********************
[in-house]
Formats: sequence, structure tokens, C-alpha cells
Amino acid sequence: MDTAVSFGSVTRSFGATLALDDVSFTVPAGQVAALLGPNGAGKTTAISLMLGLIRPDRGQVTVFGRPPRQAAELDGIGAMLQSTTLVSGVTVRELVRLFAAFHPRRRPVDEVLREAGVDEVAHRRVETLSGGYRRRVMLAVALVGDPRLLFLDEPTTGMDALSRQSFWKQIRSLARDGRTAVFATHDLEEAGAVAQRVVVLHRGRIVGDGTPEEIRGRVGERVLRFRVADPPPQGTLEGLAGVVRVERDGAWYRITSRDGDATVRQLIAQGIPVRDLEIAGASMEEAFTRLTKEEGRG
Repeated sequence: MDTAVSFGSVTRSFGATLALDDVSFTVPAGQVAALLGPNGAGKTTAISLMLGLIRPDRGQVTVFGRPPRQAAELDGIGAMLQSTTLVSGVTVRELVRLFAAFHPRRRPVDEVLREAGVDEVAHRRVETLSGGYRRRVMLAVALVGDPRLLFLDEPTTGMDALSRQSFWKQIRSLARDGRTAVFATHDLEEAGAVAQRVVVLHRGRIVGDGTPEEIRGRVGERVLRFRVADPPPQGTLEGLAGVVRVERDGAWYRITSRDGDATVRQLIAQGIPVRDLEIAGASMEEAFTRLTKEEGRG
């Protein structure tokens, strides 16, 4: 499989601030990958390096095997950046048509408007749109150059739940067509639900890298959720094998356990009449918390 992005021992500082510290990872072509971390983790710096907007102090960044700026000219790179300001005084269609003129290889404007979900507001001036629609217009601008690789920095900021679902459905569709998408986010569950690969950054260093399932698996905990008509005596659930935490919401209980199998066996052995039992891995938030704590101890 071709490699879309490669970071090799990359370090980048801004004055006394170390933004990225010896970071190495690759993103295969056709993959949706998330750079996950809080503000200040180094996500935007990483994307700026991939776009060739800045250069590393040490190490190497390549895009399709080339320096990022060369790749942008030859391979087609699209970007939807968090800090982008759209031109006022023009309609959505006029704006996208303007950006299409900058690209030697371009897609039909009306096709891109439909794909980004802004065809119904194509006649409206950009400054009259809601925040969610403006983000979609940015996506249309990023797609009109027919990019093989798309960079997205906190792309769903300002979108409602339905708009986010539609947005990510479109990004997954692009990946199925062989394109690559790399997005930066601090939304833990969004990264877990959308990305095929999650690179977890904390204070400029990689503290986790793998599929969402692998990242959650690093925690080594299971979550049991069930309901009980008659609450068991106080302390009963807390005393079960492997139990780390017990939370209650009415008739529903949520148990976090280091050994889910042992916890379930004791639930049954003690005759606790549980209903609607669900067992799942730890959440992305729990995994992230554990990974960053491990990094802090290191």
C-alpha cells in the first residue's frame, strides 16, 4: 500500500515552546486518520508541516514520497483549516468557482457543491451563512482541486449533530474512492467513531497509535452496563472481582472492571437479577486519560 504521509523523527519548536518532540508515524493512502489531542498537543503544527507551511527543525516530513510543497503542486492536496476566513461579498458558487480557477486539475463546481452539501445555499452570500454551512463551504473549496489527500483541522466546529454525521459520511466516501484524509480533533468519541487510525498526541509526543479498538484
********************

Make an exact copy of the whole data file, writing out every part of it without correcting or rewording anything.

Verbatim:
[in-house]
Formats: sequence, structure tokens, C-alpha cells
Amino acid sequence: MDTAVSFGSVTRSFGATLALDDVSFTVPAGQVAALLGPNGAGKTTAISLMLGLIRPDRGQVTVFGRPPRQAAELDGIGAMLQSTTLVSGVTVRELVRLFAAFHPRRRPVDEVLREAGVDEVAHRRVETLSGGYRRRVMLAVALVGDPRLLFLDEPTTGMDALSRQSFWKQIRSLARDGRTAVFATHDLEEAGAVAQRVVVLHRGRIVGDGTPEEIRGRVGERVLRFRVADPPPQGTLEGLAGVVRVERDGAWYRITSRDGDATVRQLIAQGIPVRDLEIAGASMEEAFTRLTKEEGRG
Repeated sequence: MDTAVSFGSVTRSFGATLALDDVSFTVPAGQVAALLGPNGAGKTTAISLMLGLIRPDRGQVTVFGRPPRQAAELDGIGAMLQSTTLVSGVTVRELVRLFAAFHPRRRPVDEVLREAGVDEVAHRRVETLSGGYRRRVMLAVALVGDPRLLFLDEPTTGMDALSRQSFWKQIRSLARDGRTAVFATHDLEEAGAVAQRVVVLHRGRIVGDGTPEEIRGRVGERVLRFRVADPPPQGTLEGLAGVVRVERDGAWYRITSRDGDATVRQLIAQGIPVRDLEIAGASMEEAFTRLTKEEGRG
């Protein structure tokens, strides 16, 4: 499989601030990958390096095997950046048509408007749109150059739940067509639900890298959720094998356990009449918390 992005021992500082510290990872072509971390983790710096907007102090960044700026000219790179300001005084269609003129290889404007979900507001001036629609217009601008690789920095900021679902459905569709998408986010569950690969950054260093399932698996905990008509005596659930935490919401209980199998066996052995039992891995938030704590101890 071709490699879309490669970071090799990359370090980048801004004055006394170390933004990225010896970071190495690759993103295969056709993959949706998330750079996950809080503000200040180094996500935007990483994307700026991939776009060739800045250069590393040490190490190497390549895009399709080339320096990022060369790749942008030859391979087609699209970007939807968090800090982008759209031109006022023009309609959505006029704006996208303007950006299409900058690209030697371009897609039909009306096709891109439909794909980004802004065809119904194509006649409206950009400054009259809601925040969610403006983000979609940015996506249309990023797609009109027919990019093989798309960079997205906190792309769903300002979108409602339905708009986010539609947005990510479109990004997954692009990946199925062989394109690559790399997005930066601090939304833990969004990264877990959308990305095929999650690179977890904390204070400029990689503290986790793998599929969402692998990242959650690093925690080594299971979550049991069930309901009980008659609450068991106080302390009963807390005393079960492997139990780390017990939370209650009415008739529903949520148990976090280091050994889910042992916890379930004791639930049954003690005759606790549980209903609607669900067992799942730890959440992305729990995994992230554990990974960053491990990094802090290191």
C-alpha cells in the first residue's frame, strides 16, 4: 500500500515552546486518520508541516514520497483549516468557482457543491451563512482541486449533530474512492467513531497509535452496563472481582472492571437479577486519560 504521509523523527519548536518532540508515524493512502489531542498537543503544527507551511527543525516530513510543497503542486492536496476566513461579498458558487480557477486539475463546481452539501445555499452570500454551512463551504473549496489527500483541522466546529454525521459520511466516501484524509480533533468519541487510525498526541509526543479498538484